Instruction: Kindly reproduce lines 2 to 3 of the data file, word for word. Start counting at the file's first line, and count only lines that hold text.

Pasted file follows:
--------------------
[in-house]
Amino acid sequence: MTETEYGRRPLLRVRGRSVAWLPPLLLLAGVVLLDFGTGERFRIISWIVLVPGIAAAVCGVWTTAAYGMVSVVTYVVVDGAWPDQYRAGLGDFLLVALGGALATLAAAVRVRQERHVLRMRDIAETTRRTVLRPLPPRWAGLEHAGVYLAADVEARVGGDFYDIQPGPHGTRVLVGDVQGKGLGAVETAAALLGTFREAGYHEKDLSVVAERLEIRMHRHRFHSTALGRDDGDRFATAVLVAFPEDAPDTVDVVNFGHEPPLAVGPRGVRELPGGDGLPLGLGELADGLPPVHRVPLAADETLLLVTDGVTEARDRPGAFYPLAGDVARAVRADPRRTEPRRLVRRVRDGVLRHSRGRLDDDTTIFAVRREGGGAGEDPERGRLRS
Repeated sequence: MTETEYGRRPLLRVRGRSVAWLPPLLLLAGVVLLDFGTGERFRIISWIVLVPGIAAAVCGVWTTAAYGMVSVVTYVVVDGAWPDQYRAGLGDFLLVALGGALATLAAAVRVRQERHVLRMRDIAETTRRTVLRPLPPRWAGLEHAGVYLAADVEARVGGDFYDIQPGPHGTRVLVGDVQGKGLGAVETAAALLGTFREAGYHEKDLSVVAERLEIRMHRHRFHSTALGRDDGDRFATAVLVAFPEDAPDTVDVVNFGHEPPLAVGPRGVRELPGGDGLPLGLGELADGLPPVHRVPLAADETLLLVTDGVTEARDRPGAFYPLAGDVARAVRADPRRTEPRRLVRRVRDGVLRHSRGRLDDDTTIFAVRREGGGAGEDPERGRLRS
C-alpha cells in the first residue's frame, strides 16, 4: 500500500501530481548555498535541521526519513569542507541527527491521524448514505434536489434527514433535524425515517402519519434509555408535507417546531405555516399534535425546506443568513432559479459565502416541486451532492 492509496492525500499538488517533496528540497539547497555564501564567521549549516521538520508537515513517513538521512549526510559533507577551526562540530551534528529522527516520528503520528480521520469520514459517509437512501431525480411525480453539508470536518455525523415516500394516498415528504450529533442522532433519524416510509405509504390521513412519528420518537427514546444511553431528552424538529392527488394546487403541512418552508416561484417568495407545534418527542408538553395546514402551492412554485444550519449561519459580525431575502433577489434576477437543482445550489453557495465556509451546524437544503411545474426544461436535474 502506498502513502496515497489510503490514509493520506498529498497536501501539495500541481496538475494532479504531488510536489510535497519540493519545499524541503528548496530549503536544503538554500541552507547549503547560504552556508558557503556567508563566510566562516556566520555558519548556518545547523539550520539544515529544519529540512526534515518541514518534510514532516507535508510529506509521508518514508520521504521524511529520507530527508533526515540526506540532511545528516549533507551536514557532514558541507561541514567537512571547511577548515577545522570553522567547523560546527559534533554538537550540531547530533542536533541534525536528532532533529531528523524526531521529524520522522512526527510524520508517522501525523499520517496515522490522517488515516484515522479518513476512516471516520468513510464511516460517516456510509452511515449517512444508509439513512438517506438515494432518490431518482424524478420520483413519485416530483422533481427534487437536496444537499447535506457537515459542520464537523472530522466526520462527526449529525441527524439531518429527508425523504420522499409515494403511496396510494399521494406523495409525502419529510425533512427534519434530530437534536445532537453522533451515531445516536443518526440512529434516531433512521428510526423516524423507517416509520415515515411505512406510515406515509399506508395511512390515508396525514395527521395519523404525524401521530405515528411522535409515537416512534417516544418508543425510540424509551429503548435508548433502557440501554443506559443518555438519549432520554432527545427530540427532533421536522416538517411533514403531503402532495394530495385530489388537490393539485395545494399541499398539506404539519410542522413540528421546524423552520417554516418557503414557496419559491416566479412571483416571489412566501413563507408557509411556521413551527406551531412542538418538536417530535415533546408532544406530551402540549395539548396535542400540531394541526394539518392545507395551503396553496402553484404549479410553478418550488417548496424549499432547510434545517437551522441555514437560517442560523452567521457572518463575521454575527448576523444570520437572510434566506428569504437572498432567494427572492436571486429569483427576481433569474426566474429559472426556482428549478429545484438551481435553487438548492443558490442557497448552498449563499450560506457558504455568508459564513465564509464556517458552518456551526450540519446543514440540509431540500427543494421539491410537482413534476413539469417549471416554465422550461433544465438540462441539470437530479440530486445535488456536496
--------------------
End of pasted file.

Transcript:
Amino acid sequence: MTETEYGRRPLLRVRGRSVAWLPPLLLLAGVVLLDFGTGERFRIISWIVLVPGIAAAVCGVWTTAAYGMVSVVTYVVVDGAWPDQYRAGLGDFLLVALGGALATLAAAVRVRQERHVLRMRDIAETTRRTVLRPLPPRWAGLEHAGVYLAADVEARVGGDFYDIQPGPHGTRVLVGDVQGKGLGAVETAAALLGTFREAGYHEKDLSVVAERLEIRMHRHRFHSTALGRDDGDRFATAVLVAFPEDAPDTVDVVNFGHEPPLAVGPRGVRELPGGDGLPLGLGELADGLPPVHRVPLAADETLLLVTDGVTEARDRPGAFYPLAGDVARAVRADPRRTEPRRLVRRVRDGVLRHSRGRLDDDTTIFAVRREGGGAGEDPERGRLRS
Repeated sequence: MTETEYGRRPLLRVRGRSVAWLPPLLLLAGVVLLDFGTGERFRIISWIVLVPGIAAAVCGVWTTAAYGMVSVVTYVVVDGAWPDQYRAGLGDFLLVALGGALATLAAAVRVRQERHVLRMRDIAETTRRTVLRPLPPRWAGLEHAGVYLAADVEARVGGDFYDIQPGPHGTRVLVGDVQGKGLGAVETAAALLGTFREAGYHEKDLSVVAERLEIRMHRHRFHSTALGRDDGDRFATAVLVAFPEDAPDTVDVVNFGHEPPLAVGPRGVRELPGGDGLPLGLGELADGLPPVHRVPLAADETLLLVTDGVTEARDRPGAFYPLAGDVARAVRADPRRTEPRRLVRRVRDGVLRHSRGRLDDDTTIFAVRREGGGAGEDPERGRLRS